Scratch built Ice House and Loading Platform

I had an Icehouse, but it was too wide for the available space on the layout. This structure measures 4″ X 18″ and three Reefers can be spotted for icing at a time. The story behind this structure is as follows. My oldest son and I were in Durango Colorado, visiting with Ruth and Leo Campbell to purchase Campbell Scale Models. After an all-day discussion about their business, it occurred to me about my “Icehouse” dilemma. I ask Leo, “do you have an Icehouse kit planed for the future?”. Leo said, “I do.” Can you show it to me, “I asked”? He shook his head, “No.” When I got home, I drew up this plan, made the model from Campbell parts, took a picture of it and sent it to Leo. A few days later, I called him to see what he thought about my model, and It was made from Campbell parts I said? All he gave me was a “Humph,” then said it looked beautiful.


Ice houses were a new concept when the country’s railroads finally began to use them to replenish the ice necessary to keep their customers’ perishable items from spoiling in transit. Railroads were reluctant users of refrigerated cars in the first place, but large shippers such as meat packers, breweries, and produce suppliers demanded they use this method to ship perishable goods. Railroads maintained ice houses for the purpose of filling refrigerated freight cars and providing ice for early passenger car conditioning. These operations were usually at major terminals.


Icehouses hark back to the era before railroads began using diesel to refrigerate freight cars. In those days, the only way perishables could be kept cold was by loading ice into bunkers at either end of the car. It is difficult to find the exact year the first icehouses were built. However, in a July 26, 1907, Sentinel story it was reported that the Grand Junction ice plant was running low on ice for domestic use. (Before electric refrigerators were available, “the iceman” made daily deliveries of blocks of ice from that plant to residents, most of whom had “iceboxes” on their back porches.) Arrangements were made with the railroad company to borrow 30 to 35 tons of ice to get Grand Junction residents through the remainder of the summer. The local plant promised to replace the ice during the next winter. A fire destroyed the ice houses, freight depot and merchandise cars with all the merchandise inside on Sept. 23, 1918. According to the headline, the entire city of Grand Junction was endangered. With the booming fruit industry, the railroad quickly built four new icehouses to keep pace with the growing number of packing sheds on the western slope. One of those four was destroyed by a fire on Aug. 30, 1947. When one of these icehouses went up in flames it was one heck of a fire to fight. The icehouses were constructed of two sections six inches apart, filled with sawdust. The roofs were covered with tarpaper. These icehouses were gigantic; each one measured 120 feet long, 80 feet wide, and 40 feet high and stored up to 33,000 tons of ice.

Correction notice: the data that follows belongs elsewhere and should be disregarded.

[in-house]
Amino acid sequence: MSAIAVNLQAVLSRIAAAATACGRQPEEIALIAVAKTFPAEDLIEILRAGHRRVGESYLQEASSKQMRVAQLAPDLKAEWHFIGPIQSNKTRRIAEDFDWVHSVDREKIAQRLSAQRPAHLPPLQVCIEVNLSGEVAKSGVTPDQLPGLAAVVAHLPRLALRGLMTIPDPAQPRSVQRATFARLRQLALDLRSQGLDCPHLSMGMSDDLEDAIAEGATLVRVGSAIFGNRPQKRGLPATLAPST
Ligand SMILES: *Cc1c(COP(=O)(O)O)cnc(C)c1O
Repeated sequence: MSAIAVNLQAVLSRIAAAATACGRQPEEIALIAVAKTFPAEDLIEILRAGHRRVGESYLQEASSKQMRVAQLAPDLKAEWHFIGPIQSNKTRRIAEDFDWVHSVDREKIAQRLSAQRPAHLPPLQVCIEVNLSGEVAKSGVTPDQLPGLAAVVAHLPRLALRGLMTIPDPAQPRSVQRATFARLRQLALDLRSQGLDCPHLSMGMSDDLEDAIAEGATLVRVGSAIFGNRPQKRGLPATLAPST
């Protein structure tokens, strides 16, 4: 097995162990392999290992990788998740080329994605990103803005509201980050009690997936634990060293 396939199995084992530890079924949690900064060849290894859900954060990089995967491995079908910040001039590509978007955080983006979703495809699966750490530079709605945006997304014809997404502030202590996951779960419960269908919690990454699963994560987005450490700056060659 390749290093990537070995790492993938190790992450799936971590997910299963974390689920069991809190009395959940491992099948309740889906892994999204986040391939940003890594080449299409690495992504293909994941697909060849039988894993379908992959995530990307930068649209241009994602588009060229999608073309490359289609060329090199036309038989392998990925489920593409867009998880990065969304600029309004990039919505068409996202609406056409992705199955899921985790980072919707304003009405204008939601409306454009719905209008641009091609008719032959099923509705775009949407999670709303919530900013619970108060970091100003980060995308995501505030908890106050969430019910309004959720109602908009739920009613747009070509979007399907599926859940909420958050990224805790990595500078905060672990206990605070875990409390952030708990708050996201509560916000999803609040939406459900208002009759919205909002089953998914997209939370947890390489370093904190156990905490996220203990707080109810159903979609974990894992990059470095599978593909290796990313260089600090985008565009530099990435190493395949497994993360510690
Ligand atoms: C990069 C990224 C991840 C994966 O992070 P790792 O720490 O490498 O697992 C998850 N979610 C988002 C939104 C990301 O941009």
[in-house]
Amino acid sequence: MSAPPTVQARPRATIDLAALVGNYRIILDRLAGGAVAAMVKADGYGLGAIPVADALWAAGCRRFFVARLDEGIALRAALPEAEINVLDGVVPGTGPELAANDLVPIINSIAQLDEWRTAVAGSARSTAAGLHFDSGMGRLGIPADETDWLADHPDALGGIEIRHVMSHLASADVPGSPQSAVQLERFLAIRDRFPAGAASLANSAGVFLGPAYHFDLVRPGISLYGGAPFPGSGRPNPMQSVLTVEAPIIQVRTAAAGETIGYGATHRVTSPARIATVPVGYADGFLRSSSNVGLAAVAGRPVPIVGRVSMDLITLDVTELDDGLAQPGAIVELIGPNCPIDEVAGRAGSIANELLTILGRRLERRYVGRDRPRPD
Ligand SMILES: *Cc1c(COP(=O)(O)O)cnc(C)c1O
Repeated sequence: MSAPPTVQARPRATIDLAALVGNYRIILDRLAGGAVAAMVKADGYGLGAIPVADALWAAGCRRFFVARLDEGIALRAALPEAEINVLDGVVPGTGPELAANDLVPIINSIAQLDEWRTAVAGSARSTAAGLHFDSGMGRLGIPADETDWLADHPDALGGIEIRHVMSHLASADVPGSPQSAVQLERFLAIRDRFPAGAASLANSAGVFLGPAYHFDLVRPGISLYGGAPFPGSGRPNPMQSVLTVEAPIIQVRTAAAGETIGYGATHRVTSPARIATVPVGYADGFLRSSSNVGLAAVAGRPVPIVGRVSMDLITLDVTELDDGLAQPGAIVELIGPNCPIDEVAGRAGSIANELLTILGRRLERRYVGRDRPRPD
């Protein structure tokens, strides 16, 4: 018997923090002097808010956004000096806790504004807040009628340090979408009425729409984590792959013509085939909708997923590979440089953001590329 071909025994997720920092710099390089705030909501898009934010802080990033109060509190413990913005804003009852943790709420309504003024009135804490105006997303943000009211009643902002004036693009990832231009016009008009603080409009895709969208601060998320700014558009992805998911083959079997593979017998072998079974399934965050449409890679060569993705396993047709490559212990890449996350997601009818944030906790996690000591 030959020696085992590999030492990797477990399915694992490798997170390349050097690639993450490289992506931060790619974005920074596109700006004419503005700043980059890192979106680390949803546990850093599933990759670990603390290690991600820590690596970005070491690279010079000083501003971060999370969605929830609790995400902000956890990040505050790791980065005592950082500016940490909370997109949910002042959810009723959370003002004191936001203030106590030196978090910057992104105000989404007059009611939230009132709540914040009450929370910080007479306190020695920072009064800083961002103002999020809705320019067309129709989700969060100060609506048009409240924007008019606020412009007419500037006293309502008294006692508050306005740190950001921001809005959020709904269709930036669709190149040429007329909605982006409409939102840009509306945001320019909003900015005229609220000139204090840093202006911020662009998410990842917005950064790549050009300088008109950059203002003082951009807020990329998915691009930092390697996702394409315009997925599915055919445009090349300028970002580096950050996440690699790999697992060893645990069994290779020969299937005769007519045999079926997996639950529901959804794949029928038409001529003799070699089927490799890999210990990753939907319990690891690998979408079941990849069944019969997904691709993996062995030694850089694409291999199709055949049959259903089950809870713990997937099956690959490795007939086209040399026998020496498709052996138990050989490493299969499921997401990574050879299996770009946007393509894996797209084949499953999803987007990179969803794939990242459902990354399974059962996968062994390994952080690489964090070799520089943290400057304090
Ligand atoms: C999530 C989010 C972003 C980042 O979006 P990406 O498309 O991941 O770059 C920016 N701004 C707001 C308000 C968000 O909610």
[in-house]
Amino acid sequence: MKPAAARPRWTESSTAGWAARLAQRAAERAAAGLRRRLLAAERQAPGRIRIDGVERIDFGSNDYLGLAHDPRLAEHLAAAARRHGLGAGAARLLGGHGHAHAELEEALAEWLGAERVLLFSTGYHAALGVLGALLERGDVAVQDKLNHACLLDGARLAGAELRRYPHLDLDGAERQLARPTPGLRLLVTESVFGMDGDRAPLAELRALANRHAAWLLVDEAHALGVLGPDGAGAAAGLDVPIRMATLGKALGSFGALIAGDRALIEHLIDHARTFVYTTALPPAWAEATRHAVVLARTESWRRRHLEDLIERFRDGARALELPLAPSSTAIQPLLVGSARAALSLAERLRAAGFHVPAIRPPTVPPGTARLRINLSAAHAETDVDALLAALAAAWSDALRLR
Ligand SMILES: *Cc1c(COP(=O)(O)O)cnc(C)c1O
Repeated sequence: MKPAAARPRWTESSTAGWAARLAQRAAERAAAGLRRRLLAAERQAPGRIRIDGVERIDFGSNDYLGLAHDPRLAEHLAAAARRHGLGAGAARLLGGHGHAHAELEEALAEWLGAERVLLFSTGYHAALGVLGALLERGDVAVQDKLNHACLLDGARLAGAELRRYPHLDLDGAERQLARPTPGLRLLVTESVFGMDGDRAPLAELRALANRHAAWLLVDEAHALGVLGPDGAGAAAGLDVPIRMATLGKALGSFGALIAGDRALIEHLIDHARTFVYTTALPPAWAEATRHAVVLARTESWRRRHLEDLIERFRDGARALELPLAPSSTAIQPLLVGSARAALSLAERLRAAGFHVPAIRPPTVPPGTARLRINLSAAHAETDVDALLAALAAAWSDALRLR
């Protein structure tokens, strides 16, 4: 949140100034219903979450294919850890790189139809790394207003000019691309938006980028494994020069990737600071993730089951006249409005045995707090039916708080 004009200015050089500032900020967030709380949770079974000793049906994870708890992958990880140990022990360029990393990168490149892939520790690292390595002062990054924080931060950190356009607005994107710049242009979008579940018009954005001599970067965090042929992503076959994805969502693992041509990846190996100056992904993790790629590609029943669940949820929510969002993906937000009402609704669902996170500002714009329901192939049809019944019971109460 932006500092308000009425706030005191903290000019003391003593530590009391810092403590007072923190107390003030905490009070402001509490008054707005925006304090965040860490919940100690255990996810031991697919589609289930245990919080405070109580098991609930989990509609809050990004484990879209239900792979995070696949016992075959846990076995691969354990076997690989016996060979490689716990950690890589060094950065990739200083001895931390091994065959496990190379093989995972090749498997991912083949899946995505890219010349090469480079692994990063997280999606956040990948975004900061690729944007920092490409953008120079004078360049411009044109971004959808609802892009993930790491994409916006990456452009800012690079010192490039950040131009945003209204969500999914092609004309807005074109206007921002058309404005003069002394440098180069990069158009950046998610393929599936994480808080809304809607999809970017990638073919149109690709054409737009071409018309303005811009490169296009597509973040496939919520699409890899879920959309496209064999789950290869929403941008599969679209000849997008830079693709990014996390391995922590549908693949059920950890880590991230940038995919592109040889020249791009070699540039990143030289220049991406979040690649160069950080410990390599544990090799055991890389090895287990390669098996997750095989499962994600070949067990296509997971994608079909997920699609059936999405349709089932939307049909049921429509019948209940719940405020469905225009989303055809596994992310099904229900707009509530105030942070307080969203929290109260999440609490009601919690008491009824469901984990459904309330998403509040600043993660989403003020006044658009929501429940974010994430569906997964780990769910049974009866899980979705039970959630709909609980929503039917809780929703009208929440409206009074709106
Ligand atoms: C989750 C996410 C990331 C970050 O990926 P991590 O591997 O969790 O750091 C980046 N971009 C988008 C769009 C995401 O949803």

Hundreds of men were employed in producing the ice and packing it in the bunkers. A slide with chutes at different levels was located at the rear and center of each building. Blocks of ice would go down the chute to a platform outside, where the workmen would load the ice into the bunkers. One car could hold 10,000 pounds of ice. Railroads would have man-made reservoirs, usually around 14 inches deep. Each winter, workers would flood the reservoirs. When the water was frozen, the ice harvest would begin. Among the tools used were jig saw, circular saw and large tongs. The men would cut the ice into large slabs, which were then floated through the water to a spot where they were plucked out, placed on a conveyor belt and planed into 300-pound ice blocks. These blocks were then loaded onto a rail car in layers of ice and sawdust and transported to the railroad, where they were transferred from rail car to the icehouse. The last ice house was demolished in 1972 with the introduction of artificial refrigeration.



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